Saturday, October 2, 2010

Eating Animals

There's a book I'd like to share with you. More-so, the information within it.

Jonathan Safran Foer wrote a couple books I read in my late teens and early twenties. I don't know how I'd feel about them now, but they were amazing reads at the time. Since then, hes come out with a part-memoir/part investigative journalist account on the ramifications of eating meat in today's world, which means primarily eating factory farmed animals.

I have to admit I've been an omnivore my entire life. My mother claims she raised me vegetarian for the first couple years, but ever since I've had a choice, I've eaten meat.

I suppose I always knew "bad" things went on at factory farms. I've been showed the viral videos of animal slaughter, and I've heard rants from vegan friends on the health issues associated with consuming most animal products. But I was always the proof it didn't matter. Because I was alive and well, and eating meat.

This past year, I've had information trickle towards me to warn of eating factory farmed animals. But I really never gave it much thought. My actions never changed.

That is, until I read this book. Call me naive, but I truly did not know what goes on at these factory farms, or how tremendous of an impact factory farming has on global warming, ecology, ethics, and world-wide human health.

I'm not going to spell it all out here. You can do your own research. But let's just say, I've become a selective "omnivore." If I eat meat, it's going to be pasture-raised, grass fed (or other natural diet), and organic. Pasture raised is the biggest deal. Because apparently being labeled organic doesn't mean anything other than not being fed antibiotics.

Here's some living proof (well, I guess you have to take my word for it) that it's not all made up: After one week of consuming zero factory-farmed animal products, my energy is higher, my chronic digestive problems are all but gone, and I feel great (physically, at least).

Some highlights to consider:

1. "Animal agriculture makes a 40% greater contribution to global warming than all transportation in the world combined; it is the number one cause of climate change."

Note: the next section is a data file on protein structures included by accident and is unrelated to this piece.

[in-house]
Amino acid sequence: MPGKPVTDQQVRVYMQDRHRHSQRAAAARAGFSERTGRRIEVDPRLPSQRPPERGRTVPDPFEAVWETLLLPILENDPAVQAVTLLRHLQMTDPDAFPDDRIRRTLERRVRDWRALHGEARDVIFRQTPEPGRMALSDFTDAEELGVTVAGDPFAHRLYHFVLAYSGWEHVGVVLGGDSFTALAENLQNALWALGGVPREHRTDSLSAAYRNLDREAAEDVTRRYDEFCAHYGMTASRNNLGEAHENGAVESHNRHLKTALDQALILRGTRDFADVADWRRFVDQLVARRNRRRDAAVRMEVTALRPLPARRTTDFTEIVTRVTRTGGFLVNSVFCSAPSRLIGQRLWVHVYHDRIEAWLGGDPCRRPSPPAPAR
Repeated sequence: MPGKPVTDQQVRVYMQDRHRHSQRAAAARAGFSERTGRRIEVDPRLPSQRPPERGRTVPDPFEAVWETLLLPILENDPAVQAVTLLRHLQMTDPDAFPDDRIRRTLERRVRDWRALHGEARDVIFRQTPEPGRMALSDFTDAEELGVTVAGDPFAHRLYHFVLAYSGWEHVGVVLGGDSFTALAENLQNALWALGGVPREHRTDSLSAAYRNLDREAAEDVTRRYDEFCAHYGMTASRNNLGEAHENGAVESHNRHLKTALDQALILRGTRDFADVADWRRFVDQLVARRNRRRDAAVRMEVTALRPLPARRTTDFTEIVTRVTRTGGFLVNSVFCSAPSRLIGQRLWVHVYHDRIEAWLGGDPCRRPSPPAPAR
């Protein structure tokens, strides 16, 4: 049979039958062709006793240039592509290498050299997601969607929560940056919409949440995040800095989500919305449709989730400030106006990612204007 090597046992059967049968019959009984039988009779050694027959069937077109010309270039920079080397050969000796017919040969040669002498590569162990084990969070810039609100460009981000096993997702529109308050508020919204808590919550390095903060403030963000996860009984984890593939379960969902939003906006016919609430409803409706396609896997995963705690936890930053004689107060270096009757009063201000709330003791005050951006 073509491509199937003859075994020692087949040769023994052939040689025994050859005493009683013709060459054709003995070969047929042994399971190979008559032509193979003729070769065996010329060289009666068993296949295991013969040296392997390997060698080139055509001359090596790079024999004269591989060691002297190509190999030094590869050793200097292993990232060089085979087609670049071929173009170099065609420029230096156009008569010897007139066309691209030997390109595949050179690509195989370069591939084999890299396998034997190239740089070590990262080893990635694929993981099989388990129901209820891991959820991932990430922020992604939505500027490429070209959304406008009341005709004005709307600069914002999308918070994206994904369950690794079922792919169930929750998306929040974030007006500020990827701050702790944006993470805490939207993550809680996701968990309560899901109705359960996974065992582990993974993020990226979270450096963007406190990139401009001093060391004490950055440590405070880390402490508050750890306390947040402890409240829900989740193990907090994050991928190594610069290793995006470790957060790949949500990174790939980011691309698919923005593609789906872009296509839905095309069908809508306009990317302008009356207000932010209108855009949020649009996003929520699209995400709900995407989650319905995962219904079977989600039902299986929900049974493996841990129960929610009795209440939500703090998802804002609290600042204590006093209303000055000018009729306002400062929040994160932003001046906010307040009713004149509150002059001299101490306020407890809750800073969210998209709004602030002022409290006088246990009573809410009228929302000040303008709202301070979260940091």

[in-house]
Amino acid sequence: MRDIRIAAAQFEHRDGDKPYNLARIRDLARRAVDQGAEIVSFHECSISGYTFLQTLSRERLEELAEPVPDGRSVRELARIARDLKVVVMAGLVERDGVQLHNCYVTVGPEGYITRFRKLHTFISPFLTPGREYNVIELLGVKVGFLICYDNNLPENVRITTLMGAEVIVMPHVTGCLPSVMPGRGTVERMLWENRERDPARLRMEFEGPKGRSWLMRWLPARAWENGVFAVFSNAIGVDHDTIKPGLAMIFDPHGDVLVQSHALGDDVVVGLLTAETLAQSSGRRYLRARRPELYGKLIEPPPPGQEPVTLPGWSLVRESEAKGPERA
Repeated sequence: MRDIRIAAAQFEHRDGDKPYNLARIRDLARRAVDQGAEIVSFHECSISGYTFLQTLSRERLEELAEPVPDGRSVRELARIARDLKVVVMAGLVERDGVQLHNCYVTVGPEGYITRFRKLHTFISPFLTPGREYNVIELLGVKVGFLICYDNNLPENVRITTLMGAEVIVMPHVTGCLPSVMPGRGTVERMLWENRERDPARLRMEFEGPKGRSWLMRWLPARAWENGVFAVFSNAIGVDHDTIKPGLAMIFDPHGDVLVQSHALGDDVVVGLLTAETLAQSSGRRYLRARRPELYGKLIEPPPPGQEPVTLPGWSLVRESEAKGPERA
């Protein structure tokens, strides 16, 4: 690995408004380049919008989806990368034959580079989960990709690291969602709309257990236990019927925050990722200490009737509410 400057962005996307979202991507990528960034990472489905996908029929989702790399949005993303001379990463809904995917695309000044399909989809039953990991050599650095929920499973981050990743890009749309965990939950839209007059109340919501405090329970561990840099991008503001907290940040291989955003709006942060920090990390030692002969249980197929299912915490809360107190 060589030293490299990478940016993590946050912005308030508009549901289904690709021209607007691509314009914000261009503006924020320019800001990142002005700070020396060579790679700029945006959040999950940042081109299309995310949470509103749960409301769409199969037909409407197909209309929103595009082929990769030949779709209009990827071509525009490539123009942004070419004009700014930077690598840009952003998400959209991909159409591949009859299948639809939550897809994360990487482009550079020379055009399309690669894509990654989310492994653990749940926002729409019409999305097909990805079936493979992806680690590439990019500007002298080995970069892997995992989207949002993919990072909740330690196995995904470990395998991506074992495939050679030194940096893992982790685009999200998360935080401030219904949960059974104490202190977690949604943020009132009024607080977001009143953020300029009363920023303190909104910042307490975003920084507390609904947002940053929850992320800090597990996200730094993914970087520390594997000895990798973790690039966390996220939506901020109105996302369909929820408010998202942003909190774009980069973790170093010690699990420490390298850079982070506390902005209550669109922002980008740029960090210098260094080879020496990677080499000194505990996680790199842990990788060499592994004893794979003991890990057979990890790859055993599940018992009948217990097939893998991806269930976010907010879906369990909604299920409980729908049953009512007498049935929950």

2. "Scientific studies and government records suggest that virtually all (upwards of 95 percent of) chickens become infected with E. coli (an indicator of fecal contamination) and between 39 and 75 percent of chickens in retail stores are still infected... Seventy to 90 percent are infected with another potentially deadly pathogen, camylobacter. Chlorine baths are commonly used to remove slime, odor, and bacteria."

3. "In his tremendous Rolling Stone article on Smithfield, "Boss Hog," Jeff Tietz complied a useful list of shit typically found in the shit of factory-farmed hogs: 'ammonia, methane, hydrogen sulfide, carbon monoxide, cyanide, phosphorous, nitrates and heavy metals. In addition, the waste nurses more than 100 microbial pathogens that can make humans sick, including salmonella, cryptosporidium, streptococci, and giardia'....

If all goes to plan, the liquefied waste is pumped into massive 'lagoons' adjacent to the hog sheds... A hundred or more of these immense cesspools might loom in the vicinity of a single slaughterhouse (factory farmed hogs tend to cluster around slaughterhouses). If you were to fall into one, you would die. (Just as you would die of asphyxiation, within minutes, if the power went out while you were in one of the hog sheds)...

The year before Smithfield built the world's largest slaughter-and-processing plant in Bladen County, the North Carolina state legislature actually revoked the power of counties to regulate hog factory farms...

A few years after this deregulation in 1995, Smithfield spilled more than twenty million gallons of lagoon waste into the New River in North Carolina. The spill remains the largest environmental disaster of its kind and is twice as big as the iconic Exxon Valdez spill six years earlier... In 1997, as reported by the Sierra Club in their damning "RapSheet on Animal Factories," Smithfield was penalized for a mind-blowing seven thousand violations of the Clean Water Act - that's about twenty violations per day.

Smithfield was fined $12.6 million, which at first sounds like a victory against the factory farm. At the time, $12.6 million was the largest civil-penalty pollution fine in US history, but this is a pathetically small amount to a company that now grosses $12.6 million every ten hours...

Conservative estimates by the EPA indicate that chicken, hog, and cattle excrement has already polluted 35,000 miles of rivers in twenty-two states (for reference, the circumference of the earth is roughly 25,000 miles)."

That's not even close to the amount of terrible-ness this book explains. So yeah, I don't think I can financially support this industry any longer. My meat is now coming from a local/ethical farm, or not at all.


  1. Oh, and

  2. i'll have to check this out... thanks!

  3. what foods are you using to get your protein.